Those few moments on a rail runway in the middle of a North Carolina sand dune led to modern marvels such as barely edible in-flight food, cranky customers poured into seats no larger than a child's tricycle seat for $800 a pop while waiting for alcohol service in order to tolerate the ugly kid who keeps staring over the forward seat.

At any rate, I suspect that the Wright Brothers likely constructed the first aircraft so that they might escape their wives to a land of professional football and beer.

While Tahir seemed responsive to our flight down Stubborn Street, I held a low level of confidence that I'd effectively brought him to the other side of the answer he sought.  So...I felt that a more modern-day example might help. 

I used the most logical example which floats to the top of mind for most people...the Uni-Bomber.

His was a special stubbornness in that it was a prime example of good AND bad stubborn.  It even prompted a lengthy manifesto and one of the WORST police sketch artist renditions of a suspect.  

But, I thought better of using improvised explosive devices as an example of stubbornness to a cabbie who hails from a country where explosives are randomly handed out like Halloween candy.

By the way, In doing research for this piece, I made time to actually read the Uni-Bomber manifesto and gained a significant level of insight in three areas:

1. His writings provided fairly accurate predictions of things to come in an increasingly hi-tech society.  

2. He probably should have utilized a more socially acceptable way of promoting his words.  Perhaps a book signing tour at Barnes and Noble over coffee and crumb cakes.

3. Reading the Unibomber manifesto at work draws unwanted attention from management and the IT staff.

Suddenly, it hit me!  Earlier, while waiting for the cab, my neighbor, Katie, raced across the street toward my porch.  Panting, she explained that she needed help zipping up the back of a dress which she'd purchased at a thrift store.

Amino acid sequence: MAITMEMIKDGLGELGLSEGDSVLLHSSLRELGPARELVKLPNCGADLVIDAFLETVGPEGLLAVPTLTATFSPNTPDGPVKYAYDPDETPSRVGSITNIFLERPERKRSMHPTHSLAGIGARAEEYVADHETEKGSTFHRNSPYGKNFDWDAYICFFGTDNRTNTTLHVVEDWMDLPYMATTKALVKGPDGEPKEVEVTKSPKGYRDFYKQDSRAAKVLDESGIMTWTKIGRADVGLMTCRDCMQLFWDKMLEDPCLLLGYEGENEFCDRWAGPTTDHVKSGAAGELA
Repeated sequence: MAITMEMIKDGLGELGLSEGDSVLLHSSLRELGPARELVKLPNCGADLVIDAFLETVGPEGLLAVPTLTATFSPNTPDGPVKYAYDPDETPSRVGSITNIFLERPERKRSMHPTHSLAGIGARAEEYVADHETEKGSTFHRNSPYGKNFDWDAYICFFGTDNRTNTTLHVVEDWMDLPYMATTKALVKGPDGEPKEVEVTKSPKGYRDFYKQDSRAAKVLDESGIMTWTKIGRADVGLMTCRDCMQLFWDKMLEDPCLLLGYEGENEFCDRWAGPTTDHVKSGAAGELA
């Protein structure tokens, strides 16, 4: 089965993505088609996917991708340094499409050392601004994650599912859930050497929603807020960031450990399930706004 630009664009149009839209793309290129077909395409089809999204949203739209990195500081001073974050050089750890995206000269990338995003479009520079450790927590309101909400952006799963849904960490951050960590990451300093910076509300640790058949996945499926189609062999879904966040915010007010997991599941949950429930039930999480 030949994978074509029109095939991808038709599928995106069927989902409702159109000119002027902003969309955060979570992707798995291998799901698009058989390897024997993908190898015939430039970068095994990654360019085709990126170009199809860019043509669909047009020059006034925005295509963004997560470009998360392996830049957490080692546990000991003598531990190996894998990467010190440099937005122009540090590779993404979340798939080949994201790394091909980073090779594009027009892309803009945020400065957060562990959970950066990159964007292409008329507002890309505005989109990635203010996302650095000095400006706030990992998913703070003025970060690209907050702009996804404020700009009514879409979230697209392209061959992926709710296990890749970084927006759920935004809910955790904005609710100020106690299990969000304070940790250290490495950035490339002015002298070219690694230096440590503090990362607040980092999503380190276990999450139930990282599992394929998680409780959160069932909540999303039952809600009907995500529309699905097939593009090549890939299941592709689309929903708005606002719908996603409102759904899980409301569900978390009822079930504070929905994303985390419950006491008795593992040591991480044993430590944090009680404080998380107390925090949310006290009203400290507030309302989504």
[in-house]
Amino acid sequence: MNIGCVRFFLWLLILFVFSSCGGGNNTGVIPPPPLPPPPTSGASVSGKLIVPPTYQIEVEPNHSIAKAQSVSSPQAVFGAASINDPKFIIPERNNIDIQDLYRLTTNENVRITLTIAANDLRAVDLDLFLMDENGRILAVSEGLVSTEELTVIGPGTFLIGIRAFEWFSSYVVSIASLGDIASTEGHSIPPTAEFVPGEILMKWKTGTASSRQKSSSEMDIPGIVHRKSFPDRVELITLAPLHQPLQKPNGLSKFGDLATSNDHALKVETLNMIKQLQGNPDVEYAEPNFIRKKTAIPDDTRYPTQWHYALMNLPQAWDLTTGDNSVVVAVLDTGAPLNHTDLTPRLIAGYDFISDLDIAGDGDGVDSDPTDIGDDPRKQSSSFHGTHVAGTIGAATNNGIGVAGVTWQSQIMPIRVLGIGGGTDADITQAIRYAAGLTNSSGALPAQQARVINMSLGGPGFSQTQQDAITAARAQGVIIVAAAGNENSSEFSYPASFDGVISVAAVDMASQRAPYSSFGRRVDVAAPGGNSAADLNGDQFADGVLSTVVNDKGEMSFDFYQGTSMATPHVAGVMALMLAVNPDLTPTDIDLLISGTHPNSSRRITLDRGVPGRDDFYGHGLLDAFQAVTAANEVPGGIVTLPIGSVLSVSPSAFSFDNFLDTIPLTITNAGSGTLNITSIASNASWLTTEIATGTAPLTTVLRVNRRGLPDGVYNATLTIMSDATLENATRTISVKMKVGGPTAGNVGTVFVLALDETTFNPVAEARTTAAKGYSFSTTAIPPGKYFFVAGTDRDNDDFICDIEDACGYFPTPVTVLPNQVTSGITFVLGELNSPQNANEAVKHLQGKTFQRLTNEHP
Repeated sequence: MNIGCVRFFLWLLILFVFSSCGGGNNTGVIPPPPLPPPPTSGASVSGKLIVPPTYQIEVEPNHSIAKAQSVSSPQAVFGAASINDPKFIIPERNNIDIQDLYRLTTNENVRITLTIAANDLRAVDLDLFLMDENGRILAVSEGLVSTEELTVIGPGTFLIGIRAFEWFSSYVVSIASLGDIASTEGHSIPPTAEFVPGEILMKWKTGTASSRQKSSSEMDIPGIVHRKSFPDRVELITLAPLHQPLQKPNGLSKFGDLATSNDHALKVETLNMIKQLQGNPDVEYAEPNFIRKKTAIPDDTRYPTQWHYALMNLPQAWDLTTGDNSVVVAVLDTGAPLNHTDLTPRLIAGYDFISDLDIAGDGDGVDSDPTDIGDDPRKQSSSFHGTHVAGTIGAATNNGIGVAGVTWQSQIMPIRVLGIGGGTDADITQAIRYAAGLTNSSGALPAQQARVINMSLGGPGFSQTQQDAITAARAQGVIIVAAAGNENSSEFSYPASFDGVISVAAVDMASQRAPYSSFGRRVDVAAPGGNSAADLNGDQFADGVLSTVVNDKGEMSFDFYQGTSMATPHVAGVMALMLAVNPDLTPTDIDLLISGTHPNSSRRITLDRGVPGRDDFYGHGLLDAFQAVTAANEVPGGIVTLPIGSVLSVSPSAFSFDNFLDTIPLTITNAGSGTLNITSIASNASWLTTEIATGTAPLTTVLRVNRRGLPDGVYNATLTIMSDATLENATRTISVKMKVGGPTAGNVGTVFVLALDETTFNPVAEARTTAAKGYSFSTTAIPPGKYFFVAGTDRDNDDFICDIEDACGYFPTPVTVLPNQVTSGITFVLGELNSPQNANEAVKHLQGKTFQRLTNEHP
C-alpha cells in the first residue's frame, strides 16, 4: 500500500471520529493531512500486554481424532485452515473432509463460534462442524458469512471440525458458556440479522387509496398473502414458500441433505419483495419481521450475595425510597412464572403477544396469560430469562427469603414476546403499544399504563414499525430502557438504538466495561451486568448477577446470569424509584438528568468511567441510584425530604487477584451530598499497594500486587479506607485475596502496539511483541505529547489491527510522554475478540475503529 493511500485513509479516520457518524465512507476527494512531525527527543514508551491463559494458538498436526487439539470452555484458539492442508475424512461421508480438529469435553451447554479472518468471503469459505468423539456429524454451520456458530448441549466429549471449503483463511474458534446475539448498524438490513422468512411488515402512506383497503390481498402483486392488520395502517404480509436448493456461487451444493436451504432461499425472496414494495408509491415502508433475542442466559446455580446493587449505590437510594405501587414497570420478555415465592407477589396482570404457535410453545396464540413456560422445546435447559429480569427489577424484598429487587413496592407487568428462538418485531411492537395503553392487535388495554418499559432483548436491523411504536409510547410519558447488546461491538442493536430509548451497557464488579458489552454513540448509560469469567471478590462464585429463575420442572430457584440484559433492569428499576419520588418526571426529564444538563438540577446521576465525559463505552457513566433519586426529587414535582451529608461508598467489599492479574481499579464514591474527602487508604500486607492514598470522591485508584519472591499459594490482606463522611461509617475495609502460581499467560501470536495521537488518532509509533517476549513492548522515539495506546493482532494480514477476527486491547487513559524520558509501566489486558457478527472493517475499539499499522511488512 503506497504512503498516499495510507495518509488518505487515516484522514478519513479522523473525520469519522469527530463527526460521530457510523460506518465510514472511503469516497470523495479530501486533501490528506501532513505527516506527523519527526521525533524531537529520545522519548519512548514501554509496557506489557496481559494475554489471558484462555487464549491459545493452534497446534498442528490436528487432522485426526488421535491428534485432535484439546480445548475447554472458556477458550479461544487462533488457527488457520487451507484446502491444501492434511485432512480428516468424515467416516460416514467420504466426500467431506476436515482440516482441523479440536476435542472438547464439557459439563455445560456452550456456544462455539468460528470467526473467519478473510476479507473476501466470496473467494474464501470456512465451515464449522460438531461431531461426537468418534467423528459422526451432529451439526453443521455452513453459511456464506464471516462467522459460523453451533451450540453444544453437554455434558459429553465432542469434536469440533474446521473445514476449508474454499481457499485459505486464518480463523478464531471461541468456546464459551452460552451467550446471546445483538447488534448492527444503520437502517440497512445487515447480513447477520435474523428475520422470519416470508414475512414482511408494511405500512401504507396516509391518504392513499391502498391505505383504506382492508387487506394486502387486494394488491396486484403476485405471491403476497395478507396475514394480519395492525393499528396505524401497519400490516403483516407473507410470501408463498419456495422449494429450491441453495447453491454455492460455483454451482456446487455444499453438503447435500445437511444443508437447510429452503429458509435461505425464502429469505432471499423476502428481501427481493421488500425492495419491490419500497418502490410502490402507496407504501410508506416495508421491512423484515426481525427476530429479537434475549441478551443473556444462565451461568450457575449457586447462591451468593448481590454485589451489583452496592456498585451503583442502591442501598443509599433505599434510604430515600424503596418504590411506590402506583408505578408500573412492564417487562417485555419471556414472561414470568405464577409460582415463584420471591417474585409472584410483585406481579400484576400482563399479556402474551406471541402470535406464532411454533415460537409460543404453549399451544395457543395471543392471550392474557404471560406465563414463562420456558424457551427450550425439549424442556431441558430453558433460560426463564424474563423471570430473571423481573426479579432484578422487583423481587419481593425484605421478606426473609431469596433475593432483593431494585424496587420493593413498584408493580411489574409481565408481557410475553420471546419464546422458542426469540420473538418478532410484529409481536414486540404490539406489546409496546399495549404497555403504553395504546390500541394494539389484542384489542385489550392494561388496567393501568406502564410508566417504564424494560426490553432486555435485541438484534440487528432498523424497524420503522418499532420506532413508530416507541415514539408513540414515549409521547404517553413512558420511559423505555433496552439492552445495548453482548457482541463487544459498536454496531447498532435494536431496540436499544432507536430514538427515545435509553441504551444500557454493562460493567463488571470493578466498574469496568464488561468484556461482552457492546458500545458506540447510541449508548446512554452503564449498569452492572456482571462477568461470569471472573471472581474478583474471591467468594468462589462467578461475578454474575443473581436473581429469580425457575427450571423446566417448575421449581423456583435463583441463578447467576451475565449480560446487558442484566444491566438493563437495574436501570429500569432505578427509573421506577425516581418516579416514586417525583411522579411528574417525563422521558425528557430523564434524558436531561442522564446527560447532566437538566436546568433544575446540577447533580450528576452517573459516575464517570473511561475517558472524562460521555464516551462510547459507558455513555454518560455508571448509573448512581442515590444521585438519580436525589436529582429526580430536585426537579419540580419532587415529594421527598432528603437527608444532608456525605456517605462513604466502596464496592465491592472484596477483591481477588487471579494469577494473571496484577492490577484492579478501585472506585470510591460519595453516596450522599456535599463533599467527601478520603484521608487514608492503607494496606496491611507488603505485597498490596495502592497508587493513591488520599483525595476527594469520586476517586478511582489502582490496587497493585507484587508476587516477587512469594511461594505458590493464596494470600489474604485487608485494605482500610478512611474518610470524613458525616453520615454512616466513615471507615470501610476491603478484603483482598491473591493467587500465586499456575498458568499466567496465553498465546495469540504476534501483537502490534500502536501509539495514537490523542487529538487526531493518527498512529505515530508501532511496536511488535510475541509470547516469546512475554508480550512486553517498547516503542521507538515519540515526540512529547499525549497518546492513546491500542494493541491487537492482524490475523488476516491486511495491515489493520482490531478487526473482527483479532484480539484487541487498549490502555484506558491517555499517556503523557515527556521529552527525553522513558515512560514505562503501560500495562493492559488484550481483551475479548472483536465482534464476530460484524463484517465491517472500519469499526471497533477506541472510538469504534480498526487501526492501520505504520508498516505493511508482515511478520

For five minutes I struggled with this stubborn zipper, trying to avert my eyes from a very bottom to top exposed Katie.  

After the zipper finally came off track, we both finally agreed that this wasn't going to work.  She thanked me and walked back to her house, half dressed, as I stood there wondering if the neighbors suspected that I might have just committed a sex crime.

Hers was a case of good stubborn: 

Not giving up until all avenues have been explored and bad stubborn by purchasing a dress that is a full size too small in order to save a buck.

My friend Leigh recently shared a case of stubbornness within her family.  Seems that her uncle was wrapped within the miserable confines of a second marriage.  When asked why he wouldn't simply get a divorce, he resolutely explained that, in Texas, appearances are important.

It's also important to note that this gentleman was eventually murdered by his second wife.  So, I suppose appearances in Texas result in Darwin's theory in action...NOT stubbornness.**

**Note: I truly wouldn't mind if Texas would secede from the United States.

I took a final stab with my explanation to Mr. Tahir by likening stubborn behavior to that of a small child who doesn't want to share his/her toys.  When one of the other children dares to touch one of the toys, the child purposely destroys the toy and gathers the rest, stomping away.  Thus, depriving his/herself of a fun day at the playground. 

Tahir stared blankly through the rear view for a moment.  I broke the silence by adding:

"...And then the kid gets beaten by his parents with a stick for not sharing."    

An exuberant smile crossed Tahir's face; the proverbial light bulb proudly beamed above his head and I felt that I did my part in crossing international boundaries in the area of sociology while averting phrases which might possibly trigger a Jihad.  

We finally arrived to the curbside in front of the restaurant when I spotted the bright red placard perfectly centered on the front door reading:


I sighed and, after a moment of realization and defeat had set in, Tahir hesitantly broke the silence by asking:

"Good stubborn, no?"

I smiled, before answering:  "NO and...yes ."  

Realizing that, on my quest for a meat and three lunch, I should have listened to both Tahir AND my neighbors.  Bad stubborn I suppose.

As we headed toward home, I enjoyed the fruits of good stubborn on the wings of a flightless bird (with a side of turnip greens and mashed potatoes) as Tahir drove me to a nearby fried chicken drive-thru window.